This double revaluation of mind and nature that began with Descartes resulted in a radically new conception of human freedom as sheer individual autonomy, the right to determine one’s own identity and destiny. Hence our ever-greater disregard for communal responsibilities and obligations—except for those that, in our sovereign subjectivity, we select for ourselves. Until recently, such potential hyper-individualism was held in check by our reliance on a generalized set of religious beliefs and moral practices to which most people gave their consent, if vaguely. These universal first principles provided the constraints and directives that enabled human beings to flourish or fail. Such classical liberalism undergirds all Enlightenment democracies. But now these checks and balances have been largely removed. The triumph of sovereign subjective preference has resulted in what Percy called “a tempestuous restructuring of consciousness,” a shift in human existence that amounts to the invention of a virtually new species. Percy calls it “a strange Janus monster,” both haunted and paralyzed with self-trans-transcendent longings and fears that mere animals do not experience.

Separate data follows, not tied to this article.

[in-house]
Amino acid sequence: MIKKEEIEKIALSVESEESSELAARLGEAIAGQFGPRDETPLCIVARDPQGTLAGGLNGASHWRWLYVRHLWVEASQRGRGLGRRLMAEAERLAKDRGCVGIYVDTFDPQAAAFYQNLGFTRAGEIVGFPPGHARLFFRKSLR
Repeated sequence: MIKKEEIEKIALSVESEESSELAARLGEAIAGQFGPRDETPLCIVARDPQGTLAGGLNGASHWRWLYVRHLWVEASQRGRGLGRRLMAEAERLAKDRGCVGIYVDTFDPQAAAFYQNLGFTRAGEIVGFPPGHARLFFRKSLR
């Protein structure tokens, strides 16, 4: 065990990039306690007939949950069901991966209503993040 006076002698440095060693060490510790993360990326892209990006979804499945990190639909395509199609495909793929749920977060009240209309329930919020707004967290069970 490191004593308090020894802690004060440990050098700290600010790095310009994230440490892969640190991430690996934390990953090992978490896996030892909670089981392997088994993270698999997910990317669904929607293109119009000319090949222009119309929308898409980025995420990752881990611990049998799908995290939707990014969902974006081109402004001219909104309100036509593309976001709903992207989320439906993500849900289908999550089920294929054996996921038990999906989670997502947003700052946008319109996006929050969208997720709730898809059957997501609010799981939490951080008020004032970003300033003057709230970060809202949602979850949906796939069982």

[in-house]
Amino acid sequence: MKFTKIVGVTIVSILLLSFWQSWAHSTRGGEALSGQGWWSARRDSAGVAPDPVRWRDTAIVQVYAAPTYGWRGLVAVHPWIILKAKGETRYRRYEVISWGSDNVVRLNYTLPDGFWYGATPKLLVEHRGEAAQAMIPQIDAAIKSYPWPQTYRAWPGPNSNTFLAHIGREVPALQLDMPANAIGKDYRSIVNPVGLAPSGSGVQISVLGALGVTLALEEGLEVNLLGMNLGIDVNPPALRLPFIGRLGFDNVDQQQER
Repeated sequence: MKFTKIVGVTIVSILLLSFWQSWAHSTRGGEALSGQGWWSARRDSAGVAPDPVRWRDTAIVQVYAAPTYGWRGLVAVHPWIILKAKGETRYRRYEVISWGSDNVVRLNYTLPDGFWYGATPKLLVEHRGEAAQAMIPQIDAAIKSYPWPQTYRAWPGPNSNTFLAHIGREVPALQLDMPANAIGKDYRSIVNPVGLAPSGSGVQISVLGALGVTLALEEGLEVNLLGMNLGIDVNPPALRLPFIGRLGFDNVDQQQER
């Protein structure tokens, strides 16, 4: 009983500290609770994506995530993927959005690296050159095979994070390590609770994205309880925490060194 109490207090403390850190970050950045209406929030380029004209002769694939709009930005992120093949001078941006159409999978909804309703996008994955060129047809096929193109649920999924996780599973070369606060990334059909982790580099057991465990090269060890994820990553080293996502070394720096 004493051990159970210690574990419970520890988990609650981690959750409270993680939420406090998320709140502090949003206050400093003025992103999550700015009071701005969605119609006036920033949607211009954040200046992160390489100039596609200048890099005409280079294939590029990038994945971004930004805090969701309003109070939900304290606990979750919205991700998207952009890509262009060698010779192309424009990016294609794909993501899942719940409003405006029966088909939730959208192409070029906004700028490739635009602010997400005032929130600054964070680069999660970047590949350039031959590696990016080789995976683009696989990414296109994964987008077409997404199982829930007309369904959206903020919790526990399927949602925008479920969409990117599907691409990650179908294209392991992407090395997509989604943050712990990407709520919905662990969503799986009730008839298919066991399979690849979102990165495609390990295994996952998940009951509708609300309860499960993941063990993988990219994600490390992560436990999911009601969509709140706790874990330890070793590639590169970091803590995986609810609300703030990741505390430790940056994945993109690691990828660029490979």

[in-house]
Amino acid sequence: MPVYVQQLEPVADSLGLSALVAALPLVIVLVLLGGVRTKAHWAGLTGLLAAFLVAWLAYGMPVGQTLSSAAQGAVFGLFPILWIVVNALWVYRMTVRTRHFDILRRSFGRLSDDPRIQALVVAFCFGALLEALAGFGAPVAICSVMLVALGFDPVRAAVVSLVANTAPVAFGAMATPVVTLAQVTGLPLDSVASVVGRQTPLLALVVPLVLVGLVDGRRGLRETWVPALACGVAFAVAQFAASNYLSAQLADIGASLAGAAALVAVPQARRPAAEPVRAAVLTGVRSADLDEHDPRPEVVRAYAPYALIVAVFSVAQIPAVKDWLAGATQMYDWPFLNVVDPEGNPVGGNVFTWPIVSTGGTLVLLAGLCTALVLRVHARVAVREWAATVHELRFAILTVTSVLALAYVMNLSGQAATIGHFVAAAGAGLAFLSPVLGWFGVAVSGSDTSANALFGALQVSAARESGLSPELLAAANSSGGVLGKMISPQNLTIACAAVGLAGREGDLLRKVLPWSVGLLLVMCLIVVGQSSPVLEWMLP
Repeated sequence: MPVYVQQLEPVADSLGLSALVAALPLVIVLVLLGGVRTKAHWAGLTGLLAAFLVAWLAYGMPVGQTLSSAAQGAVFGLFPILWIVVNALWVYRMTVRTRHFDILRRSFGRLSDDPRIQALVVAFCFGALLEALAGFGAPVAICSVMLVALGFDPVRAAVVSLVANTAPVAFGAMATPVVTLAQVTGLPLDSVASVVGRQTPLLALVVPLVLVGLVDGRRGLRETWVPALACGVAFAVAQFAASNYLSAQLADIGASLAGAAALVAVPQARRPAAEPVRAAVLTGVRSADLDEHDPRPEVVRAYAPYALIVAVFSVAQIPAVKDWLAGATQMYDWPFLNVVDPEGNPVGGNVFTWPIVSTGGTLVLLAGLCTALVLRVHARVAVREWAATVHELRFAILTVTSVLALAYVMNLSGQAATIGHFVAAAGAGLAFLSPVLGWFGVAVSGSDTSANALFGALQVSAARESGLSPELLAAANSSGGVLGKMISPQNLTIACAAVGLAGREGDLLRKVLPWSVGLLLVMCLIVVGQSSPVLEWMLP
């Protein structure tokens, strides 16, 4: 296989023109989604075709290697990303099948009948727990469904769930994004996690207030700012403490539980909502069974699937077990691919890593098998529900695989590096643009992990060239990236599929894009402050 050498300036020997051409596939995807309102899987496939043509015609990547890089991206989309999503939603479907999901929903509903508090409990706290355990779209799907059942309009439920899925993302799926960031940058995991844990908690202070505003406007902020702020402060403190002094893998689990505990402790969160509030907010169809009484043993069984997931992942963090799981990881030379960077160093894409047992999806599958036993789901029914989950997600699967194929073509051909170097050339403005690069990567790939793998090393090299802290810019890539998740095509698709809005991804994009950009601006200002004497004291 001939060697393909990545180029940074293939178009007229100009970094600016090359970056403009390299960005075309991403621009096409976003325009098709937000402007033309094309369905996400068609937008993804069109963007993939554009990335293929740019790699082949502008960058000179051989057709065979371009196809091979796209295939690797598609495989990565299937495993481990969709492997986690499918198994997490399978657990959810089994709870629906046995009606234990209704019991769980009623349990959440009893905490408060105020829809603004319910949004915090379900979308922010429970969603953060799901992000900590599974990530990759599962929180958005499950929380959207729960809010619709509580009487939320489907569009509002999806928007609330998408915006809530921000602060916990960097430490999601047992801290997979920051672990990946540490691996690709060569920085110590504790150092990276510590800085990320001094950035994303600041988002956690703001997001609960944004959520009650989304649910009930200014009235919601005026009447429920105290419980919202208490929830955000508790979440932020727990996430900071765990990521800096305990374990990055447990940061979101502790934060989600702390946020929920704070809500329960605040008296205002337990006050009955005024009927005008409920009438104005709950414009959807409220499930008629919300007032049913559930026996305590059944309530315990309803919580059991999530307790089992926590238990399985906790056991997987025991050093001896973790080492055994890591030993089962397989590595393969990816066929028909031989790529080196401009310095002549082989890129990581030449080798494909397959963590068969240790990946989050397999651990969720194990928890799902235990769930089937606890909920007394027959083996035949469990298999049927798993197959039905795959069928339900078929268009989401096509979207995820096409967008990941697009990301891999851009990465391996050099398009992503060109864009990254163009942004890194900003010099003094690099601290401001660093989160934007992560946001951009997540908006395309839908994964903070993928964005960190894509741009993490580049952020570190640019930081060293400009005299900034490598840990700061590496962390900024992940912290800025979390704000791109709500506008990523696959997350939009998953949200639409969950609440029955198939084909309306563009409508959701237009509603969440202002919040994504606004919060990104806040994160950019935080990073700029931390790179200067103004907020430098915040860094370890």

I suspect Percy would not have been so surprised at “the election of a self-confessed ‘pussy-grabbing’ president,” given that the man inaugurated a decade before his novel appeared was also something of a pussy-grabber.